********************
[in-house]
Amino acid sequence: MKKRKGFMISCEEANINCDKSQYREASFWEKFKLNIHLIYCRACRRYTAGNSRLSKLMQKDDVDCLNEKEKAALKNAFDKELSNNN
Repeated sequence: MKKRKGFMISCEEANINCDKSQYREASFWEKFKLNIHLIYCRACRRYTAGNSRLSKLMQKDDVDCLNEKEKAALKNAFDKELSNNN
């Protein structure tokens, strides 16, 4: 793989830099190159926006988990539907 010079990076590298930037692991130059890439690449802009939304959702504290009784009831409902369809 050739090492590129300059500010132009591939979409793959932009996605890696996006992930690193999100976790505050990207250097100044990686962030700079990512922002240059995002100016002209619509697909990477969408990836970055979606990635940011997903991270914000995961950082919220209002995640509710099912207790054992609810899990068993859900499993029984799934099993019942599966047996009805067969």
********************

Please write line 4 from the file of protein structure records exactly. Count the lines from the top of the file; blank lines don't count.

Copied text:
């Protein structure tokens, strides 16, 4: 793989830099190159926006988990539907 010079990076590298930037692991130059890439690449802009939304959702504290009784009831409902369809 050739090492590129300059500010132009591939979409793959932009996605890696996006992930690193999100976790505050990207250097100044990686962030700079990512922002240059995002100016002209619509697909990477969408990836970055979606990635940011997903991270914000995961950082919220209002995640509710099912207790054992609810899990068993859900499993029984799934099993019942599966047996009805067969």